posted in: Poems | 0


Soft and salty crusted with soot,
Once bitten, the butter-drenched holes became trees
In flaky forests with trunks that flexed
And God knows what the stuff on the top was,
Brazed like black lead on the range. Because
We’d been dropped off, he’d cough, then offer us beans
Or pikelets. We’d pretend we’d passed on breakfast,
But we knew that he knew and he knew that we knew.
Soft and salty, sulphur encrusted,
A surface like the moon a skin satsuma’d
With Woodbines and work and weariness and dust
And God only knows why he chose to marry
Her; dismissed out of kissing range she reeked like a fish
Defiled by Fisherman’s Friends and Humbugs,
Watched funerals for fun, feasted on lollies
And never did a day’s work. The Devil
Might have tried to make idle hands work
And God knows there was sod all to do but oddly,
Her tartan tin full of alopecia and hairpins,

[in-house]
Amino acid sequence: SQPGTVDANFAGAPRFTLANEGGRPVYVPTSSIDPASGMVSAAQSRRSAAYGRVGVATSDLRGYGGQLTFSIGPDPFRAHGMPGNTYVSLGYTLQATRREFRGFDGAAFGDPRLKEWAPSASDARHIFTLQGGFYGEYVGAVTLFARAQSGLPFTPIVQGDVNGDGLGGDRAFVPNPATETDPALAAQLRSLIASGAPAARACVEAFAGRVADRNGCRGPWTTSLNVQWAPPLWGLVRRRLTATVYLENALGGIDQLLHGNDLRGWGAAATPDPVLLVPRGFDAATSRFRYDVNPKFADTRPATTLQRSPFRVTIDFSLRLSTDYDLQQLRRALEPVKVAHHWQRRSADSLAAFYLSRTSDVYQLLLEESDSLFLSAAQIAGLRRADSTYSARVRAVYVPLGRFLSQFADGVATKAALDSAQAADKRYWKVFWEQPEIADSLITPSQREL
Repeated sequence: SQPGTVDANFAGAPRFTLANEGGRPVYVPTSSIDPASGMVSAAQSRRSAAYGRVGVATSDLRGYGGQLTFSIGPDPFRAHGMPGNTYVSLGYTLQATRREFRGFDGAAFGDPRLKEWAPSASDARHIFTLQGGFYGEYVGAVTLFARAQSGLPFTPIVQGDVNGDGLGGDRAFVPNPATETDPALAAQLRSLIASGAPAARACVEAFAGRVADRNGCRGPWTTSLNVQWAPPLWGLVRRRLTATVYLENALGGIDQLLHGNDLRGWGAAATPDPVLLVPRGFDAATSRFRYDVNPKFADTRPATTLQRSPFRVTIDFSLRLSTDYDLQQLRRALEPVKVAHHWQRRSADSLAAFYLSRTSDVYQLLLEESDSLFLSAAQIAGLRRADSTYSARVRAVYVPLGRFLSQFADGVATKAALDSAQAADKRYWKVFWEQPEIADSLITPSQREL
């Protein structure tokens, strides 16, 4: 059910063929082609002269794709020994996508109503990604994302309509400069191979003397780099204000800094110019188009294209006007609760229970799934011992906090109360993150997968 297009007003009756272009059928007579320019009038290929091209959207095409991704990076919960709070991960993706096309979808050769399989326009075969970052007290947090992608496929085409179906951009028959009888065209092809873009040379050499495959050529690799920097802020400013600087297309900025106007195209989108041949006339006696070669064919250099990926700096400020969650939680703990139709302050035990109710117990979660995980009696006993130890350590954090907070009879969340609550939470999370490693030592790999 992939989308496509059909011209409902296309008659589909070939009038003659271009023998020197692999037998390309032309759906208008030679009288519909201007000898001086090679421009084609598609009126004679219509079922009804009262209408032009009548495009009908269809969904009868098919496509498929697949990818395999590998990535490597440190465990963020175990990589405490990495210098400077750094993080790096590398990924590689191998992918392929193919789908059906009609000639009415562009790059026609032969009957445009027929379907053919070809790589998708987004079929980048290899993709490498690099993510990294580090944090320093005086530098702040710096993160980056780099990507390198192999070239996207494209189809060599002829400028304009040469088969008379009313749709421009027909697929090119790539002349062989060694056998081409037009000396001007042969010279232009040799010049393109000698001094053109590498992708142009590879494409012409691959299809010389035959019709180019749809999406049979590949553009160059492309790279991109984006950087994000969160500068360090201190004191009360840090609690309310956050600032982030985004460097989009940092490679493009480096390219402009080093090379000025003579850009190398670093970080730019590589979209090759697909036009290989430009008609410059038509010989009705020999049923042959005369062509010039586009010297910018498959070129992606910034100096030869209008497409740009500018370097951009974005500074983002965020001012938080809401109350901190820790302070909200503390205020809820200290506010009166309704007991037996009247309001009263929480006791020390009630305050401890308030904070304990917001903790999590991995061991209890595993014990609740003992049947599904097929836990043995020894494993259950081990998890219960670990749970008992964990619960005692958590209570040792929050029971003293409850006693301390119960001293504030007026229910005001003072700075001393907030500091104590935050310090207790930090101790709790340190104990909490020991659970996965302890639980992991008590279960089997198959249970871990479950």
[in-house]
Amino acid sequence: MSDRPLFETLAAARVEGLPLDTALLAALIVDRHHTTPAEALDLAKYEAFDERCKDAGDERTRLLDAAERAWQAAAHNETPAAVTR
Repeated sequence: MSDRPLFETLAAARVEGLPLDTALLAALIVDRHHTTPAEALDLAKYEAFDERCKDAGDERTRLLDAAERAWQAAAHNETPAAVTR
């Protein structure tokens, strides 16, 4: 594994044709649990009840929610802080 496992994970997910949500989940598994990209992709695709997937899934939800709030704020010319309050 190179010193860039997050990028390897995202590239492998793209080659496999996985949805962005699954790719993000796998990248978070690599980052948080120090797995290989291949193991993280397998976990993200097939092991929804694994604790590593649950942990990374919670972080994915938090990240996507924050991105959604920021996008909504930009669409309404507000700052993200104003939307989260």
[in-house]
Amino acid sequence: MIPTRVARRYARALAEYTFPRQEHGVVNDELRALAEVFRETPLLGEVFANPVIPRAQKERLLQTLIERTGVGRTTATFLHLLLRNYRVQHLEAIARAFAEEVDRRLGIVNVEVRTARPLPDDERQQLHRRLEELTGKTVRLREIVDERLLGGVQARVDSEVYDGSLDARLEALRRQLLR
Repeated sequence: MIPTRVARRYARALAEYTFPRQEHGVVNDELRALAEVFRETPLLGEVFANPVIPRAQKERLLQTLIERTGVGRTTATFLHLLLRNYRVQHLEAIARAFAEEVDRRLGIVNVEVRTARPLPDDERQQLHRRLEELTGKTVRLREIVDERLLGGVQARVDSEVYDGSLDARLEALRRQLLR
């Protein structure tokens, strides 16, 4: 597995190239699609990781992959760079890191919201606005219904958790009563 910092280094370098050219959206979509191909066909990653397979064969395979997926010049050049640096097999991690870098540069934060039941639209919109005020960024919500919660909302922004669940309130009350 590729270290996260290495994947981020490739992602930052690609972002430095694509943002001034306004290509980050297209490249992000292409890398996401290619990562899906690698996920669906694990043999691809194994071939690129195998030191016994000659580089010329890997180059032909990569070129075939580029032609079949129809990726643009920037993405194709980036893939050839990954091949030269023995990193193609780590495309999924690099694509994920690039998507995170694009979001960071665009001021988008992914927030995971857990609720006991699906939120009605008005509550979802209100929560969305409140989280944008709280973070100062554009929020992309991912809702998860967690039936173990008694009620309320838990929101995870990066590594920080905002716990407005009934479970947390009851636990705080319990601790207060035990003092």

Plus remembered tastes of tree-trunks and holes,
All salty and soft, sulphured on your teeth,
Deflected us from diabolical thoughts and deeds.
Instead, inspired by nothing, the innocuous blankness
Instinctively hinted at winters of more,
While staring at soot holes sickening the washing.
God only knows the corrosive effect
On holes-in-the-heart, inhaled and swallowed,
All soft and salty, consumed with nothing.
Expelled outside by a spiteful TV
That seemed to be stuck with Stars on Sunday,
A cooker that couldn’t, and death-bed curtains,
We kicked baked bean tins of burning time
Up and down and round while cloud
And smoke suggested that something here
Was limited, like lemonade or Radio 1.
At Whitsuntide he died but I’d moved on
By then. Heroes with holes in, hung
On the walls, pimpled by wishful woodchip.

Follow Jimmy Andrex:

Poet, performer, propelling pencils.

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